Working for Urban Archaeology Corps: An Interview with Toby Cherry (BS 2022)

Fri, 10/21/22
Toby Cherry with other volunteers of Urban Archaeology Corps

I graduated from Florida State University in Spring 2022 with a Bachelor of Science in Interdisciplinary Social Sciences and Anthropology and a minor in History. Currently, I’m working as a Staff Archaeologist at PaleoWest in Tallahassee, Florida.

Graduation was looming and I hadn’t figured out what I was doing afterwards. Every day was generally the same: class, studying, and endless hours on job boards. LinkedIn ended up being my best friend in the hunt; I updated my profile and followed non-profits, museums, and governmental agencies related to history, anthropology, and conservation. I must have sent out hundreds of applications and heard back from very few despite my experience and education. In my search, I found an organization called Southeast Conservation Corps, a non-profit affiliate with AmeriCorps, which was hiring for the Urban Archaeology Corps. I quickly applied. Before I knew it, I’d interviewed and been accepted.

The project was on Cumberland Island National Seashore (CUIS) in Georgia. Our crew of eight worked and lived together in housing provided by the National Park Service for two months – with hardly any cell service and no Wi-Fi. During the weekdays, we drove an old van 30 minutes down rickety dirty roads to our site at Old House Creek, where we began the aptly named Old House Creek Project. We were supervised and trained by Michael Seibert, the Chief of Resource Management for CUIS and fellow FSU alumnus. Our training consisted of Michael showing us how to map our grid and perform a shovel test that was compliant with state and federal laws – 30 cm across, 100 cm down, and circular (not square!). Section 106 compliance is essential in archaeological investigations. We mapped and plotted our grid by hand, which spanned about two football fields, before setting off to start the Phase I investigation. Though instead of the manicured field at Doak Campbell, we were in nearly untouched woods, complete with spiders, armadillos, and thick patches of palmettos that we fought through only to find palmetto roots as thick as my arm in the middle of shovel test pits.

After being sent to an isolated island to do manual labor for two months with seven strangers, scarce access to my loved ones at home, and our singular monthly trip to the mainland, I was surprised by my adaptability. It sounds like a modern nightmare, but instead, it was a dream. For the first time in a long time, I had the opportunity to slow down to enjoy what I was doing and where I was at. There were no looming deadlines, upcoming quizzes, or discussion posts that I forgot about until the day after it was due. I wasn’t able to mindlessly scroll through Instagram or binge watch Bridgerton. Instead, I filled my time by exploring the island with my newfound friends. The highlights of Cumberland Island were visiting the ruins and learning the island’s vast history, taking the 15-minute walk to the beach to either swim during the day or witness the unlimited stars in the night sky, and reading at the dock while fearful little crabs and inquisitive raccoons wandered around. Collectively, we all loved watching the feral horses that ruled the island, even naming our favorites – I’m looking at you, Iago and Stephanie!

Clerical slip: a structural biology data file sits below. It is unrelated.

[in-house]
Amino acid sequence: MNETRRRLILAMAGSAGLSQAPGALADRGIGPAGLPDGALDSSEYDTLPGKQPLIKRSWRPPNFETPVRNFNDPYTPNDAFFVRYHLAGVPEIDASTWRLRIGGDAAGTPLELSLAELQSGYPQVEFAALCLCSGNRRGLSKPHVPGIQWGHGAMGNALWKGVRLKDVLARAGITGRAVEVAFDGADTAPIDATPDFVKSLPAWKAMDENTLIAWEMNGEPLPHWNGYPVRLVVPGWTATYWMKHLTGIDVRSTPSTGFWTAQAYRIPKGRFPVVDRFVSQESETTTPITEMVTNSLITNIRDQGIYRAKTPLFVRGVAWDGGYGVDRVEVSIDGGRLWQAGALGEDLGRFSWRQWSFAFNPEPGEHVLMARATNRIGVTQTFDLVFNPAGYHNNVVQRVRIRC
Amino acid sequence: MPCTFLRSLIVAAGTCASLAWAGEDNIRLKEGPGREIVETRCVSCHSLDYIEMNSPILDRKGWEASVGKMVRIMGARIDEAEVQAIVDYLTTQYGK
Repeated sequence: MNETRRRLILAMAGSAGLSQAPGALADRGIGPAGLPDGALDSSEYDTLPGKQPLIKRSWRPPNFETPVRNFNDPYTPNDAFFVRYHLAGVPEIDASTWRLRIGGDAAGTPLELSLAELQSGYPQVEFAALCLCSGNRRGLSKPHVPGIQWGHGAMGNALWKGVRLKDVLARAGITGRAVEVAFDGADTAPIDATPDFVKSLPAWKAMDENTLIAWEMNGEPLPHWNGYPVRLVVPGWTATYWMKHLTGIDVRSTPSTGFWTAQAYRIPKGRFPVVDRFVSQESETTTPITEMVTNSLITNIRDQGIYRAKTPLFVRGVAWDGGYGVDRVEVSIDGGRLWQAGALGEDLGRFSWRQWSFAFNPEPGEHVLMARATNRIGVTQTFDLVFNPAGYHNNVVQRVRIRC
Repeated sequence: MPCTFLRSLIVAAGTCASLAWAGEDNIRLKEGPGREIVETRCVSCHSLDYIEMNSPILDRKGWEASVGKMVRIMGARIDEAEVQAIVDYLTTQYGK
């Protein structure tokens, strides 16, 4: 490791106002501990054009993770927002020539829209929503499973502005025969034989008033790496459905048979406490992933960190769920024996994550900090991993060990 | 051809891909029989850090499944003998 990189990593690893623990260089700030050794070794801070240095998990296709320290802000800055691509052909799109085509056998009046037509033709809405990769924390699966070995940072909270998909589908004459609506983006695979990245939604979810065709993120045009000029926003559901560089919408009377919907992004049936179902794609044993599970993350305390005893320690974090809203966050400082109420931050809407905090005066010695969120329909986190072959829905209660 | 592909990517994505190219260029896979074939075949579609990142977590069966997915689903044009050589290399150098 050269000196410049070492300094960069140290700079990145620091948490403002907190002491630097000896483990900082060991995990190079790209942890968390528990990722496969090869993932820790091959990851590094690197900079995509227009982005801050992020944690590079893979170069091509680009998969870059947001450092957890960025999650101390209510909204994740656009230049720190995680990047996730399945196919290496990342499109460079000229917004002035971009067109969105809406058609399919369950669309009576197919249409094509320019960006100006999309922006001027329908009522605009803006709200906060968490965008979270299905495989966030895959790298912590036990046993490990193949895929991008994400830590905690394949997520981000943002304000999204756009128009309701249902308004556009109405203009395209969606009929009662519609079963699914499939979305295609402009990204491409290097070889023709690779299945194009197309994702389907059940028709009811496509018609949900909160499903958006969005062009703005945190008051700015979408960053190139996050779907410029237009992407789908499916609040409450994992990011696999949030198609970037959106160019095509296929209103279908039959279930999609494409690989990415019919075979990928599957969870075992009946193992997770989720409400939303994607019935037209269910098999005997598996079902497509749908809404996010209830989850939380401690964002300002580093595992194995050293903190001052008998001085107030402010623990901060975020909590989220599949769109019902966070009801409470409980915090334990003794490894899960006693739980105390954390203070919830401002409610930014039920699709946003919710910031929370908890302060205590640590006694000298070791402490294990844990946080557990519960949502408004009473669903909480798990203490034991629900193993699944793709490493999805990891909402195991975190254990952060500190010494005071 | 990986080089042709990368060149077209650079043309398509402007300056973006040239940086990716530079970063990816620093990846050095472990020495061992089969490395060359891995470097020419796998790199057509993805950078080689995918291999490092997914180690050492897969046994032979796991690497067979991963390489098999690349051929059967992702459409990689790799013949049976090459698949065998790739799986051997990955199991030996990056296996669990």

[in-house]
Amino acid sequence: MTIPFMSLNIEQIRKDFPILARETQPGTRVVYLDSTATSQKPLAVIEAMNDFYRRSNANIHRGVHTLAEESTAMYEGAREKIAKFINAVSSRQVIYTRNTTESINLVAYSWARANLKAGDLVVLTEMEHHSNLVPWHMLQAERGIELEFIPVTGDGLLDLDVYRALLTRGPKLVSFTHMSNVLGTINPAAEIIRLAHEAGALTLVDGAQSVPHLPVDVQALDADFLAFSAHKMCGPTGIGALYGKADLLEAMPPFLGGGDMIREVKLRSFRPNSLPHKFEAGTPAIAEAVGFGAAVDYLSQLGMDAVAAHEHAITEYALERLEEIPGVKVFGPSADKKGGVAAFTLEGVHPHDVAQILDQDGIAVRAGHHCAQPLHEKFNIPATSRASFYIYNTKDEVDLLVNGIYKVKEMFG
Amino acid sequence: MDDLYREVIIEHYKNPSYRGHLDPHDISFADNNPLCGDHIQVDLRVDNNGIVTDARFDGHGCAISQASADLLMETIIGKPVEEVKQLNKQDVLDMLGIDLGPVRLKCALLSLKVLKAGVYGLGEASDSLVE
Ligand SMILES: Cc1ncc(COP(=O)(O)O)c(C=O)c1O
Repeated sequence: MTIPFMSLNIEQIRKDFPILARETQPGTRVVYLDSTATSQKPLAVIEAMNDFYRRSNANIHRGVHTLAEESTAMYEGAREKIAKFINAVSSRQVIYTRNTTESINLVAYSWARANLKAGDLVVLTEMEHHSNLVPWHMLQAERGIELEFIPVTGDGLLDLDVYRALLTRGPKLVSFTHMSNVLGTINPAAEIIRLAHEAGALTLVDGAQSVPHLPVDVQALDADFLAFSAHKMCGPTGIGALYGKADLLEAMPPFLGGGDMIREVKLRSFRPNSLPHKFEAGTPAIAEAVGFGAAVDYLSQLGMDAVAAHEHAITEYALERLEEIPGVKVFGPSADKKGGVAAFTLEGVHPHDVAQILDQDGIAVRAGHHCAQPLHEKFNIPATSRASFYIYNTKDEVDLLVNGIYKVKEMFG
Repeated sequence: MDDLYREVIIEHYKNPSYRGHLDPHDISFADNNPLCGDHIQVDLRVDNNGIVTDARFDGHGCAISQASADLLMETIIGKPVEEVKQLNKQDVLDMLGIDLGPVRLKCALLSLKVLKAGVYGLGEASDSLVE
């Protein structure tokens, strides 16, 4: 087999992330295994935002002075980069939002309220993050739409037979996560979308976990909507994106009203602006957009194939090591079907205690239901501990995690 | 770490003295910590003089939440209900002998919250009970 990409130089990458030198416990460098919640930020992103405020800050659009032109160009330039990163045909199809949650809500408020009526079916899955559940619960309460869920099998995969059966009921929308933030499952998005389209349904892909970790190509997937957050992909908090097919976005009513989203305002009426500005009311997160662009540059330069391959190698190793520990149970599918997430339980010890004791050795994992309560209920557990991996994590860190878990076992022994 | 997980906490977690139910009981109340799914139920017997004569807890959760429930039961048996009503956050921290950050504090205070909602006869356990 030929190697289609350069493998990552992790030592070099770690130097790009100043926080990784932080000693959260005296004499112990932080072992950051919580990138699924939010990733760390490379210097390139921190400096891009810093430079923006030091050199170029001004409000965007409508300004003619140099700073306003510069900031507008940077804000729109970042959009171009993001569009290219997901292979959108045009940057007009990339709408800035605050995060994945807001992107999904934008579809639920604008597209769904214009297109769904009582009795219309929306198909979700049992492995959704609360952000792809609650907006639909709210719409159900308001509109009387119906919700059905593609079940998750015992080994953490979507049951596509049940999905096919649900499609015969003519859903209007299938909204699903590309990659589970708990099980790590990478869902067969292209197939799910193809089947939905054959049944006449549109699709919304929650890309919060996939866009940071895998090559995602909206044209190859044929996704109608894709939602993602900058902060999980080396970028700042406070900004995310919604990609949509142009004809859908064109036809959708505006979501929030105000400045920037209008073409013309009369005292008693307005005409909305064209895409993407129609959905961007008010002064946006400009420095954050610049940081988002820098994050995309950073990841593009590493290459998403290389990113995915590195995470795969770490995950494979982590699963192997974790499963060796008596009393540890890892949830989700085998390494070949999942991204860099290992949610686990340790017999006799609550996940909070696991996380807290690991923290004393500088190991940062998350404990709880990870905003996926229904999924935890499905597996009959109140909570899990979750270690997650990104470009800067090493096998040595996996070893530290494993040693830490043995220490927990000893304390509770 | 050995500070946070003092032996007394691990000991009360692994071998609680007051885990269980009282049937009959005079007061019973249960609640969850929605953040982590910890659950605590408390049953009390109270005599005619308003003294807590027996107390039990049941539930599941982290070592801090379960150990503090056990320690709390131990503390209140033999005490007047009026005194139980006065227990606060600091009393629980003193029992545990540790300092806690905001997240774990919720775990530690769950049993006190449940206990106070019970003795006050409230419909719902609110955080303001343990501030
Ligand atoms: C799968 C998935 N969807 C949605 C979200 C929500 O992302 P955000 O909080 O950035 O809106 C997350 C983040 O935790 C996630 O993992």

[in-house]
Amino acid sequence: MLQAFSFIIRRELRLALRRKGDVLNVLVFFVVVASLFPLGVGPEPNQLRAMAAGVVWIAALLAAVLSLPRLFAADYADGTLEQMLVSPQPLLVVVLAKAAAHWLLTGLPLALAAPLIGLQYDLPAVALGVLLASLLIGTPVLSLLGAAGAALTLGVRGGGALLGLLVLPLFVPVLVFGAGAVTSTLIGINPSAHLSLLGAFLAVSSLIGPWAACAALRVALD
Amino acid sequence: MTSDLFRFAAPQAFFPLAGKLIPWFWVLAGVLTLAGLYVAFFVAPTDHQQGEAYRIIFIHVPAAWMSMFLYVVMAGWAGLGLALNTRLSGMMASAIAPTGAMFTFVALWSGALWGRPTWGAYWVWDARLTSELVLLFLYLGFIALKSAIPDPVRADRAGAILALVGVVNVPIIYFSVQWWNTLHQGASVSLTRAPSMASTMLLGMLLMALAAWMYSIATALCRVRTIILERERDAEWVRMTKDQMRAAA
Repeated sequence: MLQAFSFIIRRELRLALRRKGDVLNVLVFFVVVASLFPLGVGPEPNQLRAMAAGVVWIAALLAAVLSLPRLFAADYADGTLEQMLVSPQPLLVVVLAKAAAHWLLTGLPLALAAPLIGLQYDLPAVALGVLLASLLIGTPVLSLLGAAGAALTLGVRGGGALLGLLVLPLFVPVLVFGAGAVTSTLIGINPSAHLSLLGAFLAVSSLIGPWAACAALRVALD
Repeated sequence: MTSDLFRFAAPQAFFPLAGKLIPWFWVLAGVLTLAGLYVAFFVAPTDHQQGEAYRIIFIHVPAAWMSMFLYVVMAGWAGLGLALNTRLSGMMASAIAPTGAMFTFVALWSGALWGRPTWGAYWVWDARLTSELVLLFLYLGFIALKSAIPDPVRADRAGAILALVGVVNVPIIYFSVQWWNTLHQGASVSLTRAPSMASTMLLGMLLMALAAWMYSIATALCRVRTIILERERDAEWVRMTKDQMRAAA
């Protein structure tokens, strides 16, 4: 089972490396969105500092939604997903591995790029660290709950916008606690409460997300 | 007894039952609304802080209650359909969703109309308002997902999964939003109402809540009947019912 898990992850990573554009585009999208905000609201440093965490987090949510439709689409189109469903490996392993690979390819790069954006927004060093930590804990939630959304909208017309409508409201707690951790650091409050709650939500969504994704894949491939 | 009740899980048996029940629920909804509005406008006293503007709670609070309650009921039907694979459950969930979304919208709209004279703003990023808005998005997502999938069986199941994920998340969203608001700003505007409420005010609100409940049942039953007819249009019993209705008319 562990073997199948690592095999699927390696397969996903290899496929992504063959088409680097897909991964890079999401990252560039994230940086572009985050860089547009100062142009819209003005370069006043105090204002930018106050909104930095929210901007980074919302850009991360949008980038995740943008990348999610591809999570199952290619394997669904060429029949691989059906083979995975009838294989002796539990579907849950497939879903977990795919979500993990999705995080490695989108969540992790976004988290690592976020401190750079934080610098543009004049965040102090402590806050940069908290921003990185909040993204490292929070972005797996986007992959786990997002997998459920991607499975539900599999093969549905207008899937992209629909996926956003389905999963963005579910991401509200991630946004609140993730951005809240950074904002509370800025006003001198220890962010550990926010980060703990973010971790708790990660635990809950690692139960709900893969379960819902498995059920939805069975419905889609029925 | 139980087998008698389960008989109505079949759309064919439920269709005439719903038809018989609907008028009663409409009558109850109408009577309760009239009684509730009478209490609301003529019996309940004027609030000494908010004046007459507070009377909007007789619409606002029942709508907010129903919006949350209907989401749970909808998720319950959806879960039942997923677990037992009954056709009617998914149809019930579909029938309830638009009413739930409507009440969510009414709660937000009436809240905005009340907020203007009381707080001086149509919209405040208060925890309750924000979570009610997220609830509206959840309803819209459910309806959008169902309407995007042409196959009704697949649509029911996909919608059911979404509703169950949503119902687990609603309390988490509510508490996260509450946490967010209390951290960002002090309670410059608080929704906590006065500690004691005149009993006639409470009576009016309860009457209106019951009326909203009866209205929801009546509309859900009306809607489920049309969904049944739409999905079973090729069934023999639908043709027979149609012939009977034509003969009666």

My ability to connect on the island was a blessing, but it was brought by my biggest challenge on the island. The lack of cell service meant little contact with my friends and family. I went from seeing them consistently and being easily connected to them to having calls drop while standing still in a spot where I’d just had three bars of service. It was tough and painful being away from my loved ones and missing out on all of the summer happenings, instead working long days while dodging mosquitos as best as I could. It was manageable, thanks to the seven strangers on the crew that became fast friends and confidants. We were bonded by our shared interests and our shared feelings towards the whole internship. We became each other’s support systems during our daily chats on the dock. It was a temporary discomfort that was fully worth it.

In the end, it was the most rewarding way I could’ve spent my summer. We had amazing finds, including a quartz projectile point, a tabby wall, and so many bags of potsherds. The internship gave me the fieldwork experience I needed to get started in my career, but it also gave me amazing friends. I gained confidence in my tenacity and abilities while seeing my education in action. All of this while living on a mystical island, with more magical moments than I could explain. If I could, I would tell my past self that if I can survive Cumberland Island, I can survive anything! It’s not a role, or a place, for the faint of heart. It’s arduous work in the Georgia heat, in the middle of the woods, while wearing thick cargo pants that only somewhat mitigate getting scrapes, scratches, and thorns. Not to mention the many critters in the woods, from boars to bobcats, but the worst being the ticks. Occupational hazard though, right? Yet if you persevere, you’ll have the adventure of a lifetime.

I credit this internship as my first step into my career. In the middle of the internship, I received a call from my now-boss about my application for a position as an On-Call Archaeology Field Technician. Within our 30-minute call, I was offered and accepted the position. Soon after starting, I was promoted to a full-time role as a Staff Archaeologist. Without the fieldwork I did during this internship, I wouldn’t have the necessary experience to be an archaeologist. Thanks to this internship, my education, support from amazing professors, and a lot of hard work, I’ve been able to establish myself in my career field.